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About Democracy in Egypt

Reader comment on item: Why Egypt Will Not Soon Become Democratic

Submitted by Rafi Laufert (Israel), Feb 11, 2011 at 07:25

In the democratic, wealthy and satiated West, it is customary to think that democracy is an asset – if not completely then at least partially. The West and Prof. Ehteshami as well, forget that in order to have democracy in Egypt, it is not enough to have among its' citizens hunger, unemployment and disappointment from the present regime. These citizens are seeking rapid and meaningful change in their day to day lives rather than structural political turmoil.

Acting democracy dictates a social structure that understands its mechanisms and their functions; a structure that understands democracy's philosophical foundations and agrees with them; one that has the education, the mental and technological tools enabling it to cope with democracy's ugly face i.e. manipulative media (if there is freedom of the press) and economic liberalism (without which, as far as one can see, the poor will stay poor, the rich will get richer and the gaps between the two will deepen.) Churchill who was a sarcastic humorist said once:" The best argument against democracy is a five-minute-long conversation with the average voter".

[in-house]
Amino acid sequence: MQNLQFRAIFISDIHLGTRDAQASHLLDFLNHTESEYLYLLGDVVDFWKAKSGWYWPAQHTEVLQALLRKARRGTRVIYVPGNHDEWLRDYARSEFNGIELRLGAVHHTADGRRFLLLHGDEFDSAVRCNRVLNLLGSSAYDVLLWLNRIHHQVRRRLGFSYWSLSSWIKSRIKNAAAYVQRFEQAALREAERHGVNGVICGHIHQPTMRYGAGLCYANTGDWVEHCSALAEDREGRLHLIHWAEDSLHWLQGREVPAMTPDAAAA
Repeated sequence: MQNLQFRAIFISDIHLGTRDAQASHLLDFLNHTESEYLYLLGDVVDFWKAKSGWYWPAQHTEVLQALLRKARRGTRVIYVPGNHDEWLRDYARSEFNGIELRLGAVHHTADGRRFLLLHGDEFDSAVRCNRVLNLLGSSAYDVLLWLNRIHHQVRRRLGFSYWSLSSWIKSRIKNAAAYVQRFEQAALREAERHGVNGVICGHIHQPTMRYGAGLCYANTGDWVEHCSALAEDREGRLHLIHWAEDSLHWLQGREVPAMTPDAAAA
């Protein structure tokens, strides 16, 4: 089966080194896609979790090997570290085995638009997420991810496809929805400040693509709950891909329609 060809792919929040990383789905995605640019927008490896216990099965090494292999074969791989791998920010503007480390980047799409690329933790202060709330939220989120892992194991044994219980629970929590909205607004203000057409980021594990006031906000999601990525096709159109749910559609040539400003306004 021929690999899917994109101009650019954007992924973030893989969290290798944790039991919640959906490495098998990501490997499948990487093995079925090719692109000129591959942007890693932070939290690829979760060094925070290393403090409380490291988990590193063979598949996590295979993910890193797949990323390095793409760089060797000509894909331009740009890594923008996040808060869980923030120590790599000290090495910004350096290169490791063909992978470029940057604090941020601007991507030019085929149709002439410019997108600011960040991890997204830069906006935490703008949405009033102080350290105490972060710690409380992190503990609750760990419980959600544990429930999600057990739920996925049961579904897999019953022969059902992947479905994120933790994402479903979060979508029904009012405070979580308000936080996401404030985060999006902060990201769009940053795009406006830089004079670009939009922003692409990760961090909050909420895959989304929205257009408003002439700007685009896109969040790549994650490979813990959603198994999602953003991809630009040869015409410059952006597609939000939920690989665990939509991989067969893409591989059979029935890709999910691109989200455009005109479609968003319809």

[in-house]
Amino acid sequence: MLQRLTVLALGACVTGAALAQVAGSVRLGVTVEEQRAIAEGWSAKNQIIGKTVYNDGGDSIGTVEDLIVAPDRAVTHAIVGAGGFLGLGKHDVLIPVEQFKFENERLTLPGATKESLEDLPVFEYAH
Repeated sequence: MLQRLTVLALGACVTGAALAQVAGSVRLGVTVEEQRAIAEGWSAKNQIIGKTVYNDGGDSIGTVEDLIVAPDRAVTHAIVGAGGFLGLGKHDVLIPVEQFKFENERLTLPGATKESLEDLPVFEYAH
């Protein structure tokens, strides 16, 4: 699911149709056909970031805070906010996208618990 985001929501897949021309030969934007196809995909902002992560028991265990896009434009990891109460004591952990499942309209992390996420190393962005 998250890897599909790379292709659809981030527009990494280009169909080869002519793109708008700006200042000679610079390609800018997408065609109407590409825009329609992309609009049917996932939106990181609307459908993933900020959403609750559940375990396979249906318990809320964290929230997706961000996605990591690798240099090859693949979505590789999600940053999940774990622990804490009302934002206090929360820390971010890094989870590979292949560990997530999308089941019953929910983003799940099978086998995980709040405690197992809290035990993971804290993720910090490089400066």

In a country like Egypt where over 60% of the population participating in political life is practically speaking illiterate, the prerequisites of toleration and economic and cultural globalization are not in existence. There is in Egypt an educated young generation and a social elite suitable for the absorption and activation of democratic systems, but for pluralistic democracy in a country of 82 million people, this is not enough.

The various starting points, (as far as levels of suitability for democracy are concerned, of an advanced urban minority vis-à-vis rural or peripheral majority living in a completely different world with different terminology), threaten the existing situation foreboding destruction of it. Even if there is total agreement on the immediate objectives, the points of view will rapidly change once the political struggles start concerning controlling governmental positions, organizational structures and the new power centers that will rise when existing ones are done away with.

Two central forces with sectorial interests operate beside the conceptual, educational and economic uncertainties. The first is the army and the second is the extreme Islamic organizations at the heads of which are the Moslem Brothers. These organizations will constantly search for a way to maintain their status and the ability to make national decisions. If they are pushed back from their traditional positions of power they will react violently.